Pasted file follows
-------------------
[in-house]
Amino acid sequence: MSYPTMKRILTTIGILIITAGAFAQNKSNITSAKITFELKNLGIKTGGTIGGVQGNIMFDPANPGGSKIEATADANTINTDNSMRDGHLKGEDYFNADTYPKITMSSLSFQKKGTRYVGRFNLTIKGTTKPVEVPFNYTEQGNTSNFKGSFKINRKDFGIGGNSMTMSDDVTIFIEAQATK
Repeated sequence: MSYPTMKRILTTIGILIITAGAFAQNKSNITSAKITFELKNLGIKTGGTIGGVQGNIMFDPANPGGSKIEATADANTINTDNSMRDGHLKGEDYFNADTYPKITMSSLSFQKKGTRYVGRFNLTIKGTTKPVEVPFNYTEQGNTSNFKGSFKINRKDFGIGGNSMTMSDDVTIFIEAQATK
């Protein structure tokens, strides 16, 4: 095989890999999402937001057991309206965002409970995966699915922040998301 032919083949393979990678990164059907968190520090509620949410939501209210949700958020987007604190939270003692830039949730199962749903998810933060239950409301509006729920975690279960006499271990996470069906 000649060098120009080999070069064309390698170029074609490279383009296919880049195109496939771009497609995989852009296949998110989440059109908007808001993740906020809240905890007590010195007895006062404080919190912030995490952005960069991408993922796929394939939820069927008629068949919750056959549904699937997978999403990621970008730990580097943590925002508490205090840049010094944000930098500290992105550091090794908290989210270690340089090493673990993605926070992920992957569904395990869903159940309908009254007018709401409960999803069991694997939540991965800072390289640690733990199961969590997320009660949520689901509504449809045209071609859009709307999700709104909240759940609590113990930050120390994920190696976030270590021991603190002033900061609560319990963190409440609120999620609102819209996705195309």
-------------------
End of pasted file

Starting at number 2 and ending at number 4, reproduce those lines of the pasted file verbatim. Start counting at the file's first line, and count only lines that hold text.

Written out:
Amino acid sequence: MSYPTMKRILTTIGILIITAGAFAQNKSNITSAKITFELKNLGIKTGGTIGGVQGNIMFDPANPGGSKIEATADANTINTDNSMRDGHLKGEDYFNADTYPKITMSSLSFQKKGTRYVGRFNLTIKGTTKPVEVPFNYTEQGNTSNFKGSFKINRKDFGIGGNSMTMSDDVTIFIEAQATK
Repeated sequence: MSYPTMKRILTTIGILIITAGAFAQNKSNITSAKITFELKNLGIKTGGTIGGVQGNIMFDPANPGGSKIEATADANTINTDNSMRDGHLKGEDYFNADTYPKITMSSLSFQKKGTRYVGRFNLTIKGTTKPVEVPFNYTEQGNTSNFKGSFKINRKDFGIGGNSMTMSDDVTIFIEAQATK
């Protein structure tokens, strides 16, 4: 095989890999999402937001057991309206965002409970995966699915922040998301 032919083949393979990678990164059907968190520090509620949410939501209210949700958020987007604190939270003692830039949730199962749903998810933060239950409301509006729920975690279960006499271990996470069906 000649060098120009080999070069064309390698170029074609490279383009296919880049195109496939771009497609995989852009296949998110989440059109908007808001993740906020809240905890007590010195007895006062404080919190912030995490952005960069991408993922796929394939939820069927008629068949919750056959549904699937997978999403990621970008730990580097943590925002508490205090840049010094944000930098500290992105550091090794908290989210270690340089090493673990993605926070992920992957569904395990869903159940309908009254007018709401409960999803069991694997939540991965800072390289640690733990199961969590997320009660949520689901509504449809045209071609859009709307999700709104909240759940609590113990930050120390994920190696976030270590021991603190002033900061609560319990963190409440609120999620609102819209996705195309």